SAN FRANCISCO (CN) – In a class challenge to the enormous salary difference between Major League and Minor League Baseball, pro ballplayers claim Major League Baseball pays minor leaguers peanuts, often less than $7,500 for an entire season, in violation of state and federal wage laws.
Lead plaintiff Aaron Senne sued Major League Baseball, the Office of the Commissioner, Commissioner Bud Selig, and three teams – the Kansas City Royals, the Miami Marlins and the San Francisco Giants, in Federal Court.
Senne played for the Marlins organization from 2010 to 2013. Co-plaintiff Michael Liberto played for the Royals’ Minor League team in those years, and the third named plaintiff, Oliver Odle, played for the Giants franchise from 2007 to 2011.
The players all wish to represent to Minor League Collective class, and also, classes that play in Florida, North Carolina and New York (Senne), Arizona (Liberto), and California (Odle).
Each Major League team has Minor League teams in graded divisions, though not all clubs field teams in all the lower divisions.
“The MLB teams acquire minor leaguers in one of two ways: through an amateur draft or through free agency,” the 50-page lawsuit states.
Amateur players from the United States, Canada and Puerto Rico are required to participate in the 40-round draft; amateur Latin American players and players who are not selected in the draft can be selected through free agency.
While talented amateur players often get large signing bonuses as incentives, the vast majority of amateurs receive small bonuses, of around $2,500, the class claims.
Selig implemented a stricter system in 2012 that limits the amount a franchise can spend on signing bonuses.
Once selected, the complaint states, players must sign a Uniform Player Contract to work in the MLB.
“Thus, the UPC grants the MLB team the exclusive rights to the minor leaguer for seven championship seasons (about seven years.) During that time period, the MLB team may assign minor leaguer’s rights to any other team, and the MLB team may terminate the agreement at any time for almost any reason.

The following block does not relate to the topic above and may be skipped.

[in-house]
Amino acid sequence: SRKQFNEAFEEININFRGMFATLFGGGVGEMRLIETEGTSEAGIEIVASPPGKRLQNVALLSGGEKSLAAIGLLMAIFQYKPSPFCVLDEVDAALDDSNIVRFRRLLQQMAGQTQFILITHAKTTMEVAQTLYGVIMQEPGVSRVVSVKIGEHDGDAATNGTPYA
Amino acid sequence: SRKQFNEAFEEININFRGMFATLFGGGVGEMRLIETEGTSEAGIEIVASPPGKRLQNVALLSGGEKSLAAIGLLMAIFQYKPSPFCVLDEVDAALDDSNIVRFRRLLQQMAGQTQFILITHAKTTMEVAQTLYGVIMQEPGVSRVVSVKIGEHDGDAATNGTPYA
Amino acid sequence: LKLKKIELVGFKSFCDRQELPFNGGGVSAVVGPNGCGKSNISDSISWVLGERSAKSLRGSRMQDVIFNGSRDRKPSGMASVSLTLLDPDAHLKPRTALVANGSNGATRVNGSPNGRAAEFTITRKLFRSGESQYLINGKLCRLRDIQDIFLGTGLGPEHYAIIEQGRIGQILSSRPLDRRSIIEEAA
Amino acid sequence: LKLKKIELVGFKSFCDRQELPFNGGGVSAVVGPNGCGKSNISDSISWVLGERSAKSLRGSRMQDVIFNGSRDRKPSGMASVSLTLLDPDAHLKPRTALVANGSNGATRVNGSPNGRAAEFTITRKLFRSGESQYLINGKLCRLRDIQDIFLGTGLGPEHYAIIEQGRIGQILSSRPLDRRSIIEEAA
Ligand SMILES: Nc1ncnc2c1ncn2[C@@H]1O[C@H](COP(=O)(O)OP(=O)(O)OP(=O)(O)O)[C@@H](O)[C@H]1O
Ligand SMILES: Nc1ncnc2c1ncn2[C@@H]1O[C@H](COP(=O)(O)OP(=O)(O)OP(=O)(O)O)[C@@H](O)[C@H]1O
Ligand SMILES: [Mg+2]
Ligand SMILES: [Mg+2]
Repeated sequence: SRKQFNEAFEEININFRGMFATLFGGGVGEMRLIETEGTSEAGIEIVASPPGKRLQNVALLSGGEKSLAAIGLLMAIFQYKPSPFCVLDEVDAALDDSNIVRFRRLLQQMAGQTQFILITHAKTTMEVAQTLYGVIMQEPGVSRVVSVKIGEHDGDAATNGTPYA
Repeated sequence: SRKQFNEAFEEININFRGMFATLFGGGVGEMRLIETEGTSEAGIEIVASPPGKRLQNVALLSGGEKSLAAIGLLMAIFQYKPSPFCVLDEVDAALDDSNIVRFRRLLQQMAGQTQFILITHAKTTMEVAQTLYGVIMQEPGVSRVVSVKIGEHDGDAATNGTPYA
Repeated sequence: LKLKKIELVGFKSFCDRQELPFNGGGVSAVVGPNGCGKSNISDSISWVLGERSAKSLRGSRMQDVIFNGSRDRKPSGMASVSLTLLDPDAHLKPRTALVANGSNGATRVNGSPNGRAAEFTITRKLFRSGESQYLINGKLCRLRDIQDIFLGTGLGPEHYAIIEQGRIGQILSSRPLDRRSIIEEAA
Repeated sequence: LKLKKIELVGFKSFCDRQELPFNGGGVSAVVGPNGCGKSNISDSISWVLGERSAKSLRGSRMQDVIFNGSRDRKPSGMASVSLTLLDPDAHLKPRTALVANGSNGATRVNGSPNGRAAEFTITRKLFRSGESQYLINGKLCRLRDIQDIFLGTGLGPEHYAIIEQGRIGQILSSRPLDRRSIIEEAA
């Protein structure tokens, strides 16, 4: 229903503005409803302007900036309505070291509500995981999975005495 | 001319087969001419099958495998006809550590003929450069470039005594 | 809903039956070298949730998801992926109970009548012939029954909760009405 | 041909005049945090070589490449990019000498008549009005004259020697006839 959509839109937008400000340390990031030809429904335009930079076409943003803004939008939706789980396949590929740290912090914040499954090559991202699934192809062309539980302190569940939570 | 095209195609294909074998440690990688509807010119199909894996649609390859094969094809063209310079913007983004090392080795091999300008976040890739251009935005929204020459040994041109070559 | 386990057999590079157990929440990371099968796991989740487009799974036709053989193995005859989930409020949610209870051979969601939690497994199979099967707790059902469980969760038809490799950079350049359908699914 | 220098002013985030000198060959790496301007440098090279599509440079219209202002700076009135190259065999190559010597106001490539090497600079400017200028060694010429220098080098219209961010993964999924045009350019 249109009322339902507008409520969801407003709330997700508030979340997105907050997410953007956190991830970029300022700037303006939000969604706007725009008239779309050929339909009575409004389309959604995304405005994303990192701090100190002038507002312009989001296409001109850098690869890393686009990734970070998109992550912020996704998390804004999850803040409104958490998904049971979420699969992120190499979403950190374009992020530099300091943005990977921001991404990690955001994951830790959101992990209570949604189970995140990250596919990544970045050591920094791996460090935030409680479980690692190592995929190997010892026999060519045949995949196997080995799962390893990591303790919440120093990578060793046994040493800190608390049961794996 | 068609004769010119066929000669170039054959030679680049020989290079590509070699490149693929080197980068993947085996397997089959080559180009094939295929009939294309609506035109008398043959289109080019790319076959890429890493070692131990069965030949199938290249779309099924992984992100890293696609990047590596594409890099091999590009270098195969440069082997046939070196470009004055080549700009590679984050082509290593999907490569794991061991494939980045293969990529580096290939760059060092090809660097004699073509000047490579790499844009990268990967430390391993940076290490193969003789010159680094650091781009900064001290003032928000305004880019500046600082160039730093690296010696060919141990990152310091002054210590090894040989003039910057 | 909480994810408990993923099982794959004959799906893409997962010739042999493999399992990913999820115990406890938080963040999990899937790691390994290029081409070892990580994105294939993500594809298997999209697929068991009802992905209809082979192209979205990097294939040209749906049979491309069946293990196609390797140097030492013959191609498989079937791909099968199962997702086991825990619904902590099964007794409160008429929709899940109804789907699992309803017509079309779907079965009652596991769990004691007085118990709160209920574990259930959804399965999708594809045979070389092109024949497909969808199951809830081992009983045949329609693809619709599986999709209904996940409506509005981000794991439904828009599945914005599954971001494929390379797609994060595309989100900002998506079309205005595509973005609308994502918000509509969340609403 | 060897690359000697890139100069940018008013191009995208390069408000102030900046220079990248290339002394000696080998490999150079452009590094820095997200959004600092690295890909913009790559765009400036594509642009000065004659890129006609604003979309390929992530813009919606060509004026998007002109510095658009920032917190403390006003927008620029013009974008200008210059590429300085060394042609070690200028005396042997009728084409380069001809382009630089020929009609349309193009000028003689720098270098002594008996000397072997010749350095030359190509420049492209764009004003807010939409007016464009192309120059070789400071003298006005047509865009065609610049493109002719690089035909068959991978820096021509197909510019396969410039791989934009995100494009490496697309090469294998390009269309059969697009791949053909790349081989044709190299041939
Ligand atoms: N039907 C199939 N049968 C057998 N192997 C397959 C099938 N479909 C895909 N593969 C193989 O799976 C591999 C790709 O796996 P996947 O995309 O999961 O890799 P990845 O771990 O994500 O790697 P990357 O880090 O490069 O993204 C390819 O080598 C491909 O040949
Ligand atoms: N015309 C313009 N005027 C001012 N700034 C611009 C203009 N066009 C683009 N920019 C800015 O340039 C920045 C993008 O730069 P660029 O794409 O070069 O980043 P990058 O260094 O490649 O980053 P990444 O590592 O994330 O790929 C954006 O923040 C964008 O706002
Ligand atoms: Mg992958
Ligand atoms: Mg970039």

“But the minor leaguer cannot leave voluntarily to play for another baseball team – even outside of MLB, and even outside the United States. A player doing so ‘shall be subject to the discipline of the Commissioner.’ Retirement from baseball during the seven-year term even requires the Commissioner’s approval. Thus, minor leaguers possess very little (and one-sided) contractual mobility.”
The roughly 6,000 minor league players are funneled into a “farm system” of five levels: Rookie and Short Season A, Class-A, Advanced Class-A, Double-A and Triple-A. Their salaries range from $1,100 a month for Rookie and Short Season A to $2,150 a month for Class-AAA, the class claims.
While the UPC states that salary negotiations are allowed by a minor leaguer, the truth is that negotiations are not allowed.
“As the 2013 Miami Marlins Minor League Player Guide States, ‘This salary structure will be strictly adhered to; therefore, once a salary figure has been established and sent to you, there will be NO negotiations.’
“The UPC required by MLB, and enforced by Mr. Selig, states that salaries are only to be paid during the championship season, which, for most players, lasts about five months out of the year. Due to funneling that occurs at each level, significantly more minor leaguers perform at the lower levels of the minor leagues than at the upper two levels of the minor leagues (Class-AA and Class-AAA), so plaintiffs believe that most minor leaguers earn less than $7,500 per calendar year. Some earn $3,000 or less.
“Despite only being compensated during the championship season, MLB’s UPC ‘obligates Player to perform professional services on a calendar year basis, regardless of the fact that salary payments are to be made only during the actual championship playing season.’ Consistent with that obligation, the UPC states that ‘Player therefore understands and agrees that Player’s duties and obligations under this Minor League Uniform Player Contract continue in full force throughout the calendar year.”
This requires minor leaguers to participate in spring training, extended spring training, instructional league, conditioning and winter training, without compensation or overtime wages.
“Since minor leaguers do not belong to a union, nothing has prevented the defendants from artificially and illegally depressing minor league wages. Indeed, MLB’s exemption from antitrust laws has only made it easier. Given that MLB carefully controls the entryway into the highest levels of baseball, and given the young minor leaguer’s strong desire to enter the industry, MLB and the defendants have exploited minor leaguers by paying salaries below minimum wage, by not paying overtime wages, and by often paying no wages at all.”
Senne seeks class certification and damages for FLSA minimum wage and overtime violations, recordkeeping requirements, state wage and hour violations, payday requirements, waiting time penalties, itemized wage statement violations, unfair business practices and quantum meruit.
He also seeks an injunction preventing the defendants from implementing their unlawful practices and requiring them to pay all wages pursuant to state and federal law.
He is represented by Daniel Warshaw with Pearson, Simon & Warshaw, in Sherman Oaks.
Minor leaguers are paid so little they often room with local fans in a spare bedroom or garage, according to one who played with the Lake Elsinore Storm, the San Diego Padres Class A team.
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